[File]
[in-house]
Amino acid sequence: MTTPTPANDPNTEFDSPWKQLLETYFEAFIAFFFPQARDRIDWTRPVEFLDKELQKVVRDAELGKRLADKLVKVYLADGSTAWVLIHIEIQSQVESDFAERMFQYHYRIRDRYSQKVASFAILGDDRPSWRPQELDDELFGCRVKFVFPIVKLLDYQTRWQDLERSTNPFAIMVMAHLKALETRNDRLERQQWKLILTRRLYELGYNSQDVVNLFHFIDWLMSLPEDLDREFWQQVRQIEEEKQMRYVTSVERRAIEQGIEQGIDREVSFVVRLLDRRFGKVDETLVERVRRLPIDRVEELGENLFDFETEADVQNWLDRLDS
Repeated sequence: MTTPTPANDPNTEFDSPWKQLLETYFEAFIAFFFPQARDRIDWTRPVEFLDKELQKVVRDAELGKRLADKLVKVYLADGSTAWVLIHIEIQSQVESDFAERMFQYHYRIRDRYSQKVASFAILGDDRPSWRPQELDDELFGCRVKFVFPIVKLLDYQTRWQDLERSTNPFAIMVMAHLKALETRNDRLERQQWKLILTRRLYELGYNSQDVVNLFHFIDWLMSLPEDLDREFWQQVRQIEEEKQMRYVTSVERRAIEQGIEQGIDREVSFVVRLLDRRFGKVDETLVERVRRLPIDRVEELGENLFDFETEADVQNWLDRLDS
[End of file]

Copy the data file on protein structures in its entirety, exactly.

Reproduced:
[in-house]
Amino acid sequence: MTTPTPANDPNTEFDSPWKQLLETYFEAFIAFFFPQARDRIDWTRPVEFLDKELQKVVRDAELGKRLADKLVKVYLADGSTAWVLIHIEIQSQVESDFAERMFQYHYRIRDRYSQKVASFAILGDDRPSWRPQELDDELFGCRVKFVFPIVKLLDYQTRWQDLERSTNPFAIMVMAHLKALETRNDRLERQQWKLILTRRLYELGYNSQDVVNLFHFIDWLMSLPEDLDREFWQQVRQIEEEKQMRYVTSVERRAIEQGIEQGIDREVSFVVRLLDRRFGKVDETLVERVRRLPIDRVEELGENLFDFETEADVQNWLDRLDS
Repeated sequence: MTTPTPANDPNTEFDSPWKQLLETYFEAFIAFFFPQARDRIDWTRPVEFLDKELQKVVRDAELGKRLADKLVKVYLADGSTAWVLIHIEIQSQVESDFAERMFQYHYRIRDRYSQKVASFAILGDDRPSWRPQELDDELFGCRVKFVFPIVKLLDYQTRWQDLERSTNPFAIMVMAHLKALETRNDRLERQQWKLILTRRLYELGYNSQDVVNLFHFIDWLMSLPEDLDREFWQQVRQIEEEKQMRYVTSVERRAIEQGIEQGIDREVSFVVRLLDRRFGKVDETLVERVRRLPIDRVEELGENLFDFETEADVQNWLDRLDS